9. At the May 4, 2017, meeting Derrill Bazzy, project manager for the Developer, described changes to the design of the System, explaining that it had been reshaped and reoriented with the groundwater flow to provide less concentrated dispersal rates. The Board also received additional reports from Smith and Horsley. A.R. pp. 16-17. Smith's report incorporated the changes to the System and enlarged the areas of impact so that they would coincide with the nearest of the Abutters' wells. A.R. p. 246. Smith's report modeled a wastewater nitrogen concentration of 19 mg/L with a recharge rate of 24 inches per year and calculated that the nitrogen in the areas of impact would be diluted to 9.9 mg/L and that groundwater concentrations of nitrogen at the two closest Abutters' wells would be 6mg/L and 5 mg/L. A.R. pp. 246-247. Horsley's report modeled a wastewater nitrogen concentration of 25 mg/L with a recharge rate 20.28 inches per year and calculated that nitrogen concentrations at the downgradient property line would be 18.5 and 18.6 mg/L and would be 15.4 mg/L and 17.1 mg/L at two of the Abutters' wells. A.R. pp. 451-455. The May 4, 2017, meeting ended with the Board agreeing to deliberate further on the Developer's application. A.R. p. 18.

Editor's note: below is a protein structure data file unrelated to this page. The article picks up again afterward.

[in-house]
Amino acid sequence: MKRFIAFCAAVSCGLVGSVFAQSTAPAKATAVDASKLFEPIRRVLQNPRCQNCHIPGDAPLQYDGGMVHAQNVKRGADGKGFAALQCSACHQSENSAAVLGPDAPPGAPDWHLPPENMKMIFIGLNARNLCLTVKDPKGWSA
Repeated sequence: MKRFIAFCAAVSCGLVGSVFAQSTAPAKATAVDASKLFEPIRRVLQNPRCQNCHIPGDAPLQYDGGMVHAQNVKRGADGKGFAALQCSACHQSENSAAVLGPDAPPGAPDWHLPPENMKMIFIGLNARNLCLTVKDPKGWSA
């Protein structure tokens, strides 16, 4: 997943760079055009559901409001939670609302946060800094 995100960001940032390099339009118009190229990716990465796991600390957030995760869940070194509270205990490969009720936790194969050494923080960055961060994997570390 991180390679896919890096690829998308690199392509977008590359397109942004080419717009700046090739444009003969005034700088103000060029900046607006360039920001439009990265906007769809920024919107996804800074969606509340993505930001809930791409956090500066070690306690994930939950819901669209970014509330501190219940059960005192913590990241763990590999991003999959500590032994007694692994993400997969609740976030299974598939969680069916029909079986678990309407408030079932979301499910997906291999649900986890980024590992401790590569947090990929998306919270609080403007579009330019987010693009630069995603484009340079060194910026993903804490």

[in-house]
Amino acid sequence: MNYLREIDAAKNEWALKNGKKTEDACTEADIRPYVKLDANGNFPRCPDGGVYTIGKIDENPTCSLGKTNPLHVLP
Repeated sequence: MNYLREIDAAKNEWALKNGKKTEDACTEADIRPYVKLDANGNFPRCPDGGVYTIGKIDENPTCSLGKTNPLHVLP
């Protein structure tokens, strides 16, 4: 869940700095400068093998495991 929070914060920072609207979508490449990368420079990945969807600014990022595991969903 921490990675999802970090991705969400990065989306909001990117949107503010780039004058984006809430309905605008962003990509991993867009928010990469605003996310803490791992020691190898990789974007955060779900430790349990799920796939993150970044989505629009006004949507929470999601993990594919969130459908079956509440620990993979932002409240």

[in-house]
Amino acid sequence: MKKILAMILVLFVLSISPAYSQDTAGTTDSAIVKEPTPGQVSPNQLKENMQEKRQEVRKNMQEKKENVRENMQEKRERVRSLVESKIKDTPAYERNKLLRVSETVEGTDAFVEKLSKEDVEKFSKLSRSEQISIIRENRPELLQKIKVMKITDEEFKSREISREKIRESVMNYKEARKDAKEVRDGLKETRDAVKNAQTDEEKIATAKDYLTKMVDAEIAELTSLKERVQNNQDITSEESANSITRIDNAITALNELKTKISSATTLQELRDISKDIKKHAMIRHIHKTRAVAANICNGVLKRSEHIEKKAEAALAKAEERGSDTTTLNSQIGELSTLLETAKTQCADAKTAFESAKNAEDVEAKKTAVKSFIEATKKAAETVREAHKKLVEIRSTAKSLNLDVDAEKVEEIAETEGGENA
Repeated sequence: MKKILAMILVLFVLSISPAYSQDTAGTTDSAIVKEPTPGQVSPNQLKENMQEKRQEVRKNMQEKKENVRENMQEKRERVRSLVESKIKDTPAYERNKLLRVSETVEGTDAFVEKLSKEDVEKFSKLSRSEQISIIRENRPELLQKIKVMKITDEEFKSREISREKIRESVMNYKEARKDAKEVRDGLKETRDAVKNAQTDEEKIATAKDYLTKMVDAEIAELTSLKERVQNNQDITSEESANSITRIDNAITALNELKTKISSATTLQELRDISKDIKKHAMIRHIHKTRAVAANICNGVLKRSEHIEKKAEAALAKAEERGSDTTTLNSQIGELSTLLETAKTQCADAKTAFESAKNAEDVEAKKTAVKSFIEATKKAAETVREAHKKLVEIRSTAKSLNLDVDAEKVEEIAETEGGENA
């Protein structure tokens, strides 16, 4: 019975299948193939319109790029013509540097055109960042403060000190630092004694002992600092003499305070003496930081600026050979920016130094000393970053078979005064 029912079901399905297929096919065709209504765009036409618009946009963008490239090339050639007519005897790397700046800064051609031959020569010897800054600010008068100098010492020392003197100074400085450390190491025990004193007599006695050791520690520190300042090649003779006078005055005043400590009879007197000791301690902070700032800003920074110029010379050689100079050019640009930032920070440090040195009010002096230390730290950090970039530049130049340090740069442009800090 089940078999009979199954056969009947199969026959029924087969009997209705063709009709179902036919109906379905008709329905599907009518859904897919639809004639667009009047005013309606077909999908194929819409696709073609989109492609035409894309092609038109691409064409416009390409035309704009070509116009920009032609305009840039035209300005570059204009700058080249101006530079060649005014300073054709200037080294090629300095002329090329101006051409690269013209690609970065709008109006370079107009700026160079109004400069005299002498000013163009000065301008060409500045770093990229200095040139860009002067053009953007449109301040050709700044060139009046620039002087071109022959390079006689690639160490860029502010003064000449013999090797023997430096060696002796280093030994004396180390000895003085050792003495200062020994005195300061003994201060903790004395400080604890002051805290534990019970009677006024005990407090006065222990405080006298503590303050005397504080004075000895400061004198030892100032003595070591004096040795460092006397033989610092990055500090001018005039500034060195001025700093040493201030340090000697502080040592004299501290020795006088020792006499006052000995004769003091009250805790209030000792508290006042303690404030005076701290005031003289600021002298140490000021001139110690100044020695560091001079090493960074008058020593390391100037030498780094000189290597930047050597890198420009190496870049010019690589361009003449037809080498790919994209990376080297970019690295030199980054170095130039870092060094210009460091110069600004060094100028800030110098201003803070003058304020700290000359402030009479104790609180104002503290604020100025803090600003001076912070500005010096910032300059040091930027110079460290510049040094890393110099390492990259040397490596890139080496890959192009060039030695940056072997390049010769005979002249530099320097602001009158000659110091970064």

10. At the Board meeting held on June 13, 2017, the Developer's application was unanimously approved subject to a list of five conditions regarding groundwater monitoring and mitigation and incorporating conditions separately imposed by the Martha's Vineyard Commission. A.R. pp. 9-12, 22-24.

11. The Board's regulations on "Deployment of Enhanced De-Nitrification Technologies within the Lake Tashmoo and Lagoon Pond Watershed Nitrogen Management Districts" require that new wastewater treatment systems must employ "de-nitrification wastewater disposal technology that is intended to meet a nitrogen groundwater discharge standard of not more than 19mg/liter." A.R. pp. 481-483.


The Abutters are concerned that the System will result in increased nitrogen levels in their neighboring drinking wells. They seek certiorari review of the Board's grant of the Permit pursuant to G.L. c. 249, § 4, which provides:

A civil action in the nature of certiorari to correct errors in proceedings which are not according to the course of the common law, which proceedings are not otherwise reviewable by motion or by appeal, may be brought in the supreme judicial or superior court or, if the matter involves any right, title or interest in land, or arises under or involves the subdivision control law, the zoning act or municipal zoning, or subdivision ordinances, bylaws or regulations, in the land court…